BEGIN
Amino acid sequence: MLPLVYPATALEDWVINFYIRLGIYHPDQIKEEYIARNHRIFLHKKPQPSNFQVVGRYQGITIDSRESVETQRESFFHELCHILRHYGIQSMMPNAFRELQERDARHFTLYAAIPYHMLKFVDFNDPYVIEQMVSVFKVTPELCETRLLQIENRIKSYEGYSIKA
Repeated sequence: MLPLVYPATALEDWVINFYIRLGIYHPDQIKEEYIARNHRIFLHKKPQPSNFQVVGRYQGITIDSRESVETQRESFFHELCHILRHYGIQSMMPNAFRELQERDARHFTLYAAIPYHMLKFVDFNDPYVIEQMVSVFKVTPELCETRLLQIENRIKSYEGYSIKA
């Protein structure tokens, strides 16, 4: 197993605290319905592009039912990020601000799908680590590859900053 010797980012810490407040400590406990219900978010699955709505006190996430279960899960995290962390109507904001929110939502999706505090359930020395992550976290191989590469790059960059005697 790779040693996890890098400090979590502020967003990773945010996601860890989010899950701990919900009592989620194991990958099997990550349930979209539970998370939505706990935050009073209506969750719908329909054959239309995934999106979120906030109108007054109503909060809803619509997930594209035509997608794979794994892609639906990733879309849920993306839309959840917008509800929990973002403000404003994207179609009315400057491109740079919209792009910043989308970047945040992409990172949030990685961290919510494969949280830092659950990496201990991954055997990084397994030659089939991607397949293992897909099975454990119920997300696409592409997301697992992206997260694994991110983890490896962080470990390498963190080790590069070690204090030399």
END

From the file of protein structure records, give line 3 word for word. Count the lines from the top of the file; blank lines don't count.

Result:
């Protein structure tokens, strides 16, 4: 197993605290319905592009039912990020601000799908680590590859900053 010797980012810490407040400590406990219900978010699955709505006190996430279960899960995290962390109507904001929110939502999706505090359930020395992550976290191989590469790059960059005697 790779040693996890890098400090979590502020967003990773945010996601860890989010899950701990919900009592989620194991990958099997990550349930979209539970998370939505706990935050009073209506969750719908329909054959239309995934999106979120906030109108007054109503909060809803619509997930594209035509997608794979794994892609639906990733879309849920993306839309959840917008509800929990973002403000404003994207179609009315400057491109740079919209792009910043989308970047945040992409990172949030990685961290919510494969949280830092659950990496201990991954055997990084397994030659089939991607397949293992897909099975454990119920997300696409592409997301697992992206997260694994991110983890490896962080470990390498963190080790590069070690204090030399």